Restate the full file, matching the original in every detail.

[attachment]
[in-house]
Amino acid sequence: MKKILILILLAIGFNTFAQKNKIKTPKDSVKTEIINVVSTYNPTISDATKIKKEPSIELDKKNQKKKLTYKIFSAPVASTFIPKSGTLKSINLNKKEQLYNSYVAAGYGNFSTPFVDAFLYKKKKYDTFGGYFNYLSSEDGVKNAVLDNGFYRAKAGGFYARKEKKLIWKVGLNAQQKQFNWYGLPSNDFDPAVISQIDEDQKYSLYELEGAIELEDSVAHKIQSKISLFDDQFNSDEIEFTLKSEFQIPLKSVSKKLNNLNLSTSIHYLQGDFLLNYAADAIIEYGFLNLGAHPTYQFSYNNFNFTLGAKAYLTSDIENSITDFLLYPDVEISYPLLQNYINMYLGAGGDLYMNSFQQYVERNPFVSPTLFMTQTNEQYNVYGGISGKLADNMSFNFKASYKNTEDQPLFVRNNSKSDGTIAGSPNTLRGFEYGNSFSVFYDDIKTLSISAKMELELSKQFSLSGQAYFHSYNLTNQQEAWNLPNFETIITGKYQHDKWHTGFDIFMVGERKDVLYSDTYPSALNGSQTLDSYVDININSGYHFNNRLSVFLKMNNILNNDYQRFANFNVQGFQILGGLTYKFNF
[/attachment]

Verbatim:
[in-house]
Amino acid sequence: MKKILILILLAIGFNTFAQKNKIKTPKDSVKTEIINVVSTYNPTISDATKIKKEPSIELDKKNQKKKLTYKIFSAPVASTFIPKSGTLKSINLNKKEQLYNSYVAAGYGNFSTPFVDAFLYKKKKYDTFGGYFNYLSSEDGVKNAVLDNGFYRAKAGGFYARKEKKLIWKVGLNAQQKQFNWYGLPSNDFDPAVISQIDEDQKYSLYELEGAIELEDSVAHKIQSKISLFDDQFNSDEIEFTLKSEFQIPLKSVSKKLNNLNLSTSIHYLQGDFLLNYAADAIIEYGFLNLGAHPTYQFSYNNFNFTLGAKAYLTSDIENSITDFLLYPDVEISYPLLQNYINMYLGAGGDLYMNSFQQYVERNPFVSPTLFMTQTNEQYNVYGGISGKLADNMSFNFKASYKNTEDQPLFVRNNSKSDGTIAGSPNTLRGFEYGNSFSVFYDDIKTLSISAKMELELSKQFSLSGQAYFHSYNLTNQQEAWNLPNFETIITGKYQHDKWHTGFDIFMVGERKDVLYSDTYPSALNGSQTLDSYVDININSGYHFNNRLSVFLKMNNILNNDYQRFANFNVQGFQILGGLTYKFNF